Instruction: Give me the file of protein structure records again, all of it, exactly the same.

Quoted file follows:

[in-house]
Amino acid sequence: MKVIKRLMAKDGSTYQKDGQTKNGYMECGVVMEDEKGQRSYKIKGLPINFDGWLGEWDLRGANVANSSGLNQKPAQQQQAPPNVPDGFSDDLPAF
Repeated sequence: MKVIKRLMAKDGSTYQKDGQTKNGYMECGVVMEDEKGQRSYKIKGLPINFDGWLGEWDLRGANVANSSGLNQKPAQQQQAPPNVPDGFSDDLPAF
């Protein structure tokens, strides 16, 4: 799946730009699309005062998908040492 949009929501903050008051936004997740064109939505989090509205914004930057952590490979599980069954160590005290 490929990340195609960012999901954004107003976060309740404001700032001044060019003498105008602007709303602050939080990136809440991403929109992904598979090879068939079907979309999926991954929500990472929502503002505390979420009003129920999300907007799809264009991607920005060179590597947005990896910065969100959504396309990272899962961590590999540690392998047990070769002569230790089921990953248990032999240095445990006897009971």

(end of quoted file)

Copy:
[in-house]
Amino acid sequence: MKVIKRLMAKDGSTYQKDGQTKNGYMECGVVMEDEKGQRSYKIKGLPINFDGWLGEWDLRGANVANSSGLNQKPAQQQQAPPNVPDGFSDDLPAF
Repeated sequence: MKVIKRLMAKDGSTYQKDGQTKNGYMECGVVMEDEKGQRSYKIKGLPINFDGWLGEWDLRGANVANSSGLNQKPAQQQQAPPNVPDGFSDDLPAF
């Protein structure tokens, strides 16, 4: 799946730009699309005062998908040492 949009929501903050008051936004997740064109939505989090509205914004930057952590490979599980069954160590005290 490929990340195609960012999901954004107003976060309740404001700032001044060019003498105008602007709303602050939080990136809440991403929109992904598979090879068939079907979309999926991954929500990472929502503002505390979420009003129920999300907007799809264009991607920005060179590597947005990896910065969100959504396309990272899962961590590999540690392998047990070769002569230790089921990953248990032999240095445990006897009971």